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Inflation Reduction Act Leading To Widespread Drug Shortages

Holland McKinnie
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As the nationwide drug shortage situation intensifies, former Food and Drug Administration (FDA) Commissioner Scott Gottlieb has raised a warning flag over the newly enacted so-called “Inflation Reduction Act.”

According to Gottlieb, the Act’s price controls pose a significant risk to the availability of crucial medications, especially the sterile injectable type, which often includes vital cancer treatments. In addition, he points out that the Act might deter generic manufacturers from taking necessary price increases, thereby affecting the drug supply chain and creating supply shortages.

Entering a market for the first time or upgrading a facility to meet state-of-the-art regulations requires capital. Manufacturers need a return on these investments to sustain production, Gottlieb explains. Unfortunately, the Act’s restrictions might force these costs out of the companies’ pockets.

Ozempic, a diabetes treatment, is an emblematic case of the crisis, witnessing an extreme shortage despite soaring demand. Health providers handed out over 313,000 prescriptions for Ozempic in January alone, up nearly 78% from the year before.

The Act’s limitations are hitting manufacturers at an alarming time when the Senate Committee on Homeland Security and Governmental Affairs reports a five-year high of active drug shortages — over 295 at the end of 2022.

The current crisis surfaces entrenched problems in America’s drug supply chain, especially around widely-used generic drugs. There’s a concerning “race to the bottom” in price that chills investment in manufacturing and often leaves just one or two companies actively producing a drug that is in shortage.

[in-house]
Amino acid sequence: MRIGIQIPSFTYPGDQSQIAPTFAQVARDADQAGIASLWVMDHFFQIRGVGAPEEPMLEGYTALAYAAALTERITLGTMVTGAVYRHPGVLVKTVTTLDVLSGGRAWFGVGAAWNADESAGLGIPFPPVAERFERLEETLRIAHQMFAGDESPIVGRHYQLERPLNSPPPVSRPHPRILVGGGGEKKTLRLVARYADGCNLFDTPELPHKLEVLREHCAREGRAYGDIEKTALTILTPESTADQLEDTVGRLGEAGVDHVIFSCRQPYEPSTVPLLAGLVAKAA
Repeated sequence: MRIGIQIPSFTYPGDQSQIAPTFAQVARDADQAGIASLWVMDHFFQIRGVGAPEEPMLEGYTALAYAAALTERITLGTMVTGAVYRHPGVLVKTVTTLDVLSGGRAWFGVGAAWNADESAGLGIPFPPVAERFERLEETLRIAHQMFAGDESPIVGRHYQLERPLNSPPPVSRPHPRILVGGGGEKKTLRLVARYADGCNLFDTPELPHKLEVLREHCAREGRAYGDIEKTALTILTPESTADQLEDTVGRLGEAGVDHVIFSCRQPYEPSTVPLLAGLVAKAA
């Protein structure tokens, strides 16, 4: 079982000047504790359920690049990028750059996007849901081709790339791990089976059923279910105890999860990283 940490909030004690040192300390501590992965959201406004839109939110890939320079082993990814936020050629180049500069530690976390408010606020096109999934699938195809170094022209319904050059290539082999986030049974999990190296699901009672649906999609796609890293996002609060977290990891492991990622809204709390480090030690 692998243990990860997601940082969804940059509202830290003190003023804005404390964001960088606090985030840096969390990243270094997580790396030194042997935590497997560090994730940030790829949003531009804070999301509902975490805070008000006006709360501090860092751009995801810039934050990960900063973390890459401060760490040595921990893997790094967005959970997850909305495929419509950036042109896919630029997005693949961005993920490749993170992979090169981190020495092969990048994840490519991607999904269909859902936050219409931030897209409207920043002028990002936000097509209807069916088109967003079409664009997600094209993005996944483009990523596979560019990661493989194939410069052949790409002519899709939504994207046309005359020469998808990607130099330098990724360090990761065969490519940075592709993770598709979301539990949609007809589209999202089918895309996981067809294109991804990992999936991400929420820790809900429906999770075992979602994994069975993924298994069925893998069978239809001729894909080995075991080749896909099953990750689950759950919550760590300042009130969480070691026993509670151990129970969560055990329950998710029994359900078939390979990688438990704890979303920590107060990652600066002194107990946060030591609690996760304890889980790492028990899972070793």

An approach to price regulation, like the Inflation Reduction Act, seems justifiable in a system criticized for high drug prices. However, it might also stifle manufacturers’ willingness to upgrade their facilities or innovate, leading to more shortages.

“The reimbursement for these drugs under government programs has been driven down very low. It’s fine when it comes to a pill form drug where there’s not a lot that can go wrong. But when it comes to an injectable drug, you need to leave a margin in so people can reinvest in manufacturing facilities,” Gottlieb emphasizes.

Despite ongoing examinations by the Biden administration and Congress to address the national security issue, including via a reauthorization of the Pandemics and All-Hazards Preparedness Act (PAHPA), the path forward still needs to be more straightforward. The White House has a team addressing the ongoing shortages, and the House Energy and Commerce Committee promises to work for solutions to the ongoing supply issues.

However, the government’s ability to respond effectively is questionable. The current shortage issue demands a comprehensive review of the Inflation Reduction Act’s impact on the pharmaceutical industry rather than a hasty rush to cap drug prices. As the nation grapples with this complex issue, it becomes clear: policies aimed at inflation reduction must also account for market realities to ensure continued access to life-saving treatments.